Don't use grapefruit juice though, as doctors warn it can counteract some medications.

  14. Don't sneeze at hay fever savings

    Where generic medicine really kicks butt is hay fever and allergy tablets. Price wars among online pharmacies sometimes see it drop as low as £4.79 for six months' worth of the same active ingredient as Piriteze, which can cost £10 for one month.

    See our full Cheap hay fever tablets guide for the latest top deals.

  15. Check out supermarkets or discount stores for medicine

    The biggest saving is in switching to generic from branded medicines, regardless of where you shop. However, to grab even bigger price cuts, try your supermarket or discount stores, such as Savers.

    Asda, Sainsbury's and Tesco especially have steamrollered the pharmaceutical world in the past few years, with cheap prices that often undercut the high street pharmacies.

    Remember though, if the price difference isn't too great, buying generic at your local independent pharmacy may help it remain open in the face of stiff competition.

  16. Over 60? Join Boots' club

    The 'More Treats For Over 60s' club gives members eight Advantage Card points for every £1 spent in store on Boots' own brand products. It's free and open to anyone aged 60 or over and a UK resident.

  17. Get free eye tests

    You've a legal right to take your prescription elsewhere after an eye test, so check the masses of online discount suppliers for glasses at a fraction of the cost.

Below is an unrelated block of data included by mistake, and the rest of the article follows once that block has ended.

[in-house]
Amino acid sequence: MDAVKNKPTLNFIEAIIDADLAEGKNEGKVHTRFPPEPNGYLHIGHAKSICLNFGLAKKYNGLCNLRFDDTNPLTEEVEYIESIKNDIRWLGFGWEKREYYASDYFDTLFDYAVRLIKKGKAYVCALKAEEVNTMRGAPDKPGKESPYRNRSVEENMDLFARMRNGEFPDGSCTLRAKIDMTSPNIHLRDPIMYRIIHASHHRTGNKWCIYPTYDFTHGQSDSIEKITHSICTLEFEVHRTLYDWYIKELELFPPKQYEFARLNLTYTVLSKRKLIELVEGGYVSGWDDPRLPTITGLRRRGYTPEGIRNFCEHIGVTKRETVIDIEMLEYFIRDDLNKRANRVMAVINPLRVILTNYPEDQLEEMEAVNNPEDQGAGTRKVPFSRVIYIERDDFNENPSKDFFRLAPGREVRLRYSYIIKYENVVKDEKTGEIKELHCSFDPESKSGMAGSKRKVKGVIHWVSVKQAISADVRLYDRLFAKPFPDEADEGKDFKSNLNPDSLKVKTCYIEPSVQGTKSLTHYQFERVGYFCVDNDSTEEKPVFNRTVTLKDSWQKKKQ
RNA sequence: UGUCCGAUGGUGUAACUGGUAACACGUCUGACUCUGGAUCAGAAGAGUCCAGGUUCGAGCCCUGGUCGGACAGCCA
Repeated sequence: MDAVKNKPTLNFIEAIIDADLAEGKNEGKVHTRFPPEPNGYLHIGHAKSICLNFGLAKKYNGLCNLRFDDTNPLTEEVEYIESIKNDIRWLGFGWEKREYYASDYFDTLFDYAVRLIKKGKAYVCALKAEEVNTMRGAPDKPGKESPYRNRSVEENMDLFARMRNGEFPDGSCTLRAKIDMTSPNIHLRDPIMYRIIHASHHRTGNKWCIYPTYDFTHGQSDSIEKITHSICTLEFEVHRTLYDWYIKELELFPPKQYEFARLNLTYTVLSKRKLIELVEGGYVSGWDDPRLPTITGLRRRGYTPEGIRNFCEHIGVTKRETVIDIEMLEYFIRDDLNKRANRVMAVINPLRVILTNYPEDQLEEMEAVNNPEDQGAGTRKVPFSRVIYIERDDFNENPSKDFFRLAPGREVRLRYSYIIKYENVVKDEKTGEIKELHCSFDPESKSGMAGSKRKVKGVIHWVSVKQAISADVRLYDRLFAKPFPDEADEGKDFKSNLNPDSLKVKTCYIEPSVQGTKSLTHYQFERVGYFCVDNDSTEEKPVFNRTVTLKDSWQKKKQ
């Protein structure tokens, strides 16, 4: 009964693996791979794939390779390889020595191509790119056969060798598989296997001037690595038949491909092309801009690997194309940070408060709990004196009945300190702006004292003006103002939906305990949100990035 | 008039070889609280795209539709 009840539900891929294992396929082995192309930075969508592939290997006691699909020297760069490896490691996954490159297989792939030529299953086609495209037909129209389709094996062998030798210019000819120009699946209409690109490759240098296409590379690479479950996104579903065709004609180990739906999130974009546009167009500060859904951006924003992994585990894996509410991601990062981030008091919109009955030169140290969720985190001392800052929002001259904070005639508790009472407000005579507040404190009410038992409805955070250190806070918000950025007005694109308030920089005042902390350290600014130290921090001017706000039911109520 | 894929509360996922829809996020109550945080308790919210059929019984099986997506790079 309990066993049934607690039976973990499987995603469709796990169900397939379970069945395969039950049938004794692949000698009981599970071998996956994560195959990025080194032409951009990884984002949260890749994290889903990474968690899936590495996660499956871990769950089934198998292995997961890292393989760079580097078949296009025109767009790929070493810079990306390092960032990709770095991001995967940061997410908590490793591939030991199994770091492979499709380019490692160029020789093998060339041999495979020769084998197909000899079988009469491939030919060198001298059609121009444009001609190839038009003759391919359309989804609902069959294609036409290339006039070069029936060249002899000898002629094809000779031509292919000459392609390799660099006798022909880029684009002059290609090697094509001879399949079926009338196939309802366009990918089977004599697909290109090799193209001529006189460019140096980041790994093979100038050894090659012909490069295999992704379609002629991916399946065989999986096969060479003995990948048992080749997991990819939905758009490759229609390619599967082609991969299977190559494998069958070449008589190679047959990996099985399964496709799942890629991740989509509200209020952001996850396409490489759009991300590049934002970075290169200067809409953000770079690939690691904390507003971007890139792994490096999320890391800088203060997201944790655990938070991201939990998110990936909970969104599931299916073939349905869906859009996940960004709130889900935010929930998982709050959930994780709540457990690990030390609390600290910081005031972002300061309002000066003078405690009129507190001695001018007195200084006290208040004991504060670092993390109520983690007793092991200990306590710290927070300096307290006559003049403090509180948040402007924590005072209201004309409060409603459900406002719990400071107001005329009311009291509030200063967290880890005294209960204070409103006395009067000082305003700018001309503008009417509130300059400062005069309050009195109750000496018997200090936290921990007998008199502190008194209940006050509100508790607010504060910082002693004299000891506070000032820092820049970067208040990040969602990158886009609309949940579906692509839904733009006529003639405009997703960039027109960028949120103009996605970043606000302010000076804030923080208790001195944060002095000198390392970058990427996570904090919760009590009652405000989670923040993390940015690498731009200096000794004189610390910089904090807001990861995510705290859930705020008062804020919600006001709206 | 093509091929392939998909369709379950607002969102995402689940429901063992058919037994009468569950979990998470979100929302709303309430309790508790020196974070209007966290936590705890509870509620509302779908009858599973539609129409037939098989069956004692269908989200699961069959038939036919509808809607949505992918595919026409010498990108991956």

High street opticians often offer free tests for a limited time. See Free Eye Tests for more info. You'd pay around £20 normally, unless you're in Scotland where it's free.

  18. Knock £100s off contact lenses costs

    Don't feel obliged to get your glasses or contacts from the optician who does your eye test.

    The likes of Boots and Specsavers sell own-brand lenses, but they're often reboxed versions of big manufacturers' lenses. See our Cheap contact lenses guide for more information.

  19. Grab a free NHS quit smoking kit

    Smoking's as bad for your wealth as it is for your health. There are a raft of subsidised or free ways to help you quit, such as the free Quit Smoking app and personal quitting plans from NHS Smokefree

  20. Check if you have a valid EHIC or apply for a free GHIC

    A Global Health Insurance Card (GHIC) and European Health Insurance Card (EHIC) give you treatment at state-run EU hospitals and GPs at the same cost as a local.

    If you already have an EHIC, it will continue to cover you in EU countries for the entire time it's valid, so you MUST check it's still in-date as they expire after five years.

    If you need to renew, or apply for the first time, you'll receive a GHIC instead – but it does the same thing. For full help, including how to get one for FREE (never pay), see our Free GHIC or EHIC guide.

  21. Download our free Mental Health & Debt booklet

    Mental health issues can cause severe debt, and severe debt's a catalyst for mental health problems. So we launched our Mental Health & Debt Help PDF booklet (thanks to charities Mind, Rethink, CAPUK & others for help).

    The booklet's crammed with info on handling debts when unwell, working with banks, where to get help, whether to declare a condition to your bank and more.

    It's written for individuals, caseworkers and carers as well as families of those with anxiety, depression, bipolar and more.